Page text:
If you were about to launch a business in China, would you air a TV ad that makes a jibe about Tibet? In all likelihood, probably not.
But Groupon, the US-based company that helps group buyers get discounts, decided that it would give it a go, spending millions on a commercial broadcast during this year’s NFL Super Bowl. In it, actor Timothy Hutton mused that the “people of Tibet are in trouble”, before going on to make a crass joke about them still whipping up an amazing fish curry.
The ad certainly triggered a stir in China, with many slamming it as a bad business move. “Groupon is going to pay for it,” warned one Sina Weibo blogger.
The timing of the commercial was truly baffling. This week Groupon partnered with Tencent, China’s largest provider of instant-messaging services, to start a Chinese group-buying site called GaoPeng. “The collaboration combines Groupon’s global group-buying experience with Tencent’s in-depth knowledge of Chinese online communities,” was the spin. Pity Tencent didn’t have right of veto over that Super Bowl ad (which has been panned as unfunny by many Americans too).
WiC first reported China’s appetite for collective buying back in issue 83. The way it works is that group-buying sites partner with local businesses in major cities to offer discounted items like movie tickets to yoga lessons. Once a certain number of people sign up for the deal or service, the site collects payment from the members and sends out a voucher (a “groupon”) in return, taking a small commission on the transaction.
Chinese internet users have proved receptive to the idea of group-buying. In 2010, the number of domestically run group-buying sites climbed from none to 2,162, and analysts estimate that the sector will surpass Rmb16.5 billion ($2.5 billion) in sales this year, says portal Tuan800.com.
Groupon says that GaoPeng.com will offer discounts at shops in China via daily emails. The service, which is only available in Beijing and Shanghai at the moment, will likely expand to other first tier cities like Tianjin, Guangzhou and Shenzhen soon, says Southern Metropolis Daily.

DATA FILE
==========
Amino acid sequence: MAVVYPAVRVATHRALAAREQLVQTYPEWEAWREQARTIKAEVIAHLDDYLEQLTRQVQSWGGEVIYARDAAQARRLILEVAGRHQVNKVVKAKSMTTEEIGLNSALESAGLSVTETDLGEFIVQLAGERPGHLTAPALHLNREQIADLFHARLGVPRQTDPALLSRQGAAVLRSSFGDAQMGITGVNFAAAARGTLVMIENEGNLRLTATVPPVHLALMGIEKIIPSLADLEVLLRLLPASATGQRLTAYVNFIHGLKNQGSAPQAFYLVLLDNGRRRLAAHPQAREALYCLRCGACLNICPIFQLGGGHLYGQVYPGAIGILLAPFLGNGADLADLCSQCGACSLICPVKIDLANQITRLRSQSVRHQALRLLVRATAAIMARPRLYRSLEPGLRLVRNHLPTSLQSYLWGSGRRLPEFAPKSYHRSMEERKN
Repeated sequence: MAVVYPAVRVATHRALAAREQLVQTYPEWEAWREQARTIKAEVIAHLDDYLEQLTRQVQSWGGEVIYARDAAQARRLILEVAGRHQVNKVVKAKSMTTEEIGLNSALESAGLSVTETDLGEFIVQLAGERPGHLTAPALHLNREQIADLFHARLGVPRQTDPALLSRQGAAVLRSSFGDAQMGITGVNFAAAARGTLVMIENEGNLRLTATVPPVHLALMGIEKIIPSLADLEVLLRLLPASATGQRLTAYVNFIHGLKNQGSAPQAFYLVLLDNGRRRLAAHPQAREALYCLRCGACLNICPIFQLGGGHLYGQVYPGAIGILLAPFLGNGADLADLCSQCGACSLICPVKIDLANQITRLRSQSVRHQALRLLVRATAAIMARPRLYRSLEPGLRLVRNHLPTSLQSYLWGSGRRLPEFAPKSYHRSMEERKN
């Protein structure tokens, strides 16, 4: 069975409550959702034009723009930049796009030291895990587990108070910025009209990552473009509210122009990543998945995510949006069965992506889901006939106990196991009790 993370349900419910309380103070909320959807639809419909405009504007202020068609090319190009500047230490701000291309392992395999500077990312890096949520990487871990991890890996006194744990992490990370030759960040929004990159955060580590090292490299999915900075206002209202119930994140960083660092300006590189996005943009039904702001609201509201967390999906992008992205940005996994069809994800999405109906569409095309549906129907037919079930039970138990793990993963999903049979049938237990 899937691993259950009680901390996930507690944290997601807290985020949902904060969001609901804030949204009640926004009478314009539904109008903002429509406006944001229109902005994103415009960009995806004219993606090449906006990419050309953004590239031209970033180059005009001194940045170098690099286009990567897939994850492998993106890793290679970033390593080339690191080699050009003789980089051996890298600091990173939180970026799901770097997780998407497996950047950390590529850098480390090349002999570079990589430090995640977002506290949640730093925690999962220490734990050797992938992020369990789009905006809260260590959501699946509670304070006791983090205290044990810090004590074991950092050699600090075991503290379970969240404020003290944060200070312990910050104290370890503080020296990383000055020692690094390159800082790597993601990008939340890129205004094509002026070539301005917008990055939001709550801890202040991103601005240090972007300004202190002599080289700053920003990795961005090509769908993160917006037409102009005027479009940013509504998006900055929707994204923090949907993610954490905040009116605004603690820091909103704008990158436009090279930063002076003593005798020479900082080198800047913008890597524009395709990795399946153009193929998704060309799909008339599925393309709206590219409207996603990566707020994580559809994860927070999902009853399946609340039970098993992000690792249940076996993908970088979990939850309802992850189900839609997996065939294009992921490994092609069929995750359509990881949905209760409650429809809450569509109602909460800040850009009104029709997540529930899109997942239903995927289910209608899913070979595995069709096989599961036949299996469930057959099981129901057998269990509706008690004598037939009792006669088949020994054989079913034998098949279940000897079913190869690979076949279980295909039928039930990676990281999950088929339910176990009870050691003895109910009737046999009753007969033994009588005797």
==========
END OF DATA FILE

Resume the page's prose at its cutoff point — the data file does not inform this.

Will Groupon succeed in a market where so many American internet companies have failed? Industry insiders are sceptical. Many say Groupon is in for a culture shock in China. In its home market, Groupon keeps up to half the value of the discount coupons sold, but that margin is significantly lower in China.
“They will have to say goodbye to the 50% margins they are used to in the US – here, margins at the strong companies are maybe about 10%, and for many smaller firms they are in the single digits,” says Ding Yongxin, head of the group-buying site of Sohu, China’s second-largest online news portal. Ding also told the Financial Times that Sohu did not need the group-buying operation to make money, but saw it more as a tool to attract younger, affluent users to its portal, as a complementary product to its other offerings.
That probably explains why Taobao, which already controls over 70% of China’s e-commerce market, is also tweaking its approach to group-buying. China’s largest online shopping site (see WiC94) has an existing group-buying site called Juhuasuan.
However, it has focused previously on offering products that can be shipped anywhere in China (for example, a sweater). Now it seems to be having a rethink, going more for Groupon’s more local model. It announced last week that it will now offer more targeted services on its site (like a restaurant deal to the first 20 Shanghai residents who respond to the offer).
Unlike Groupon, Juhuasuan lets merchants submit their promotional offers free of charge (it earns revenue from premium services for merchants such as keyword advertising, says the Wall Street Journal.) If that strategy sounds familiar, that’s because Taobao used the same commission-free model to overtake eBay’s Chinese site, leading the US internet giant to pull out of China in 2006. Groupon is going to have to flex some serious muscle to beat China’s e-commerce giant on its home turf.
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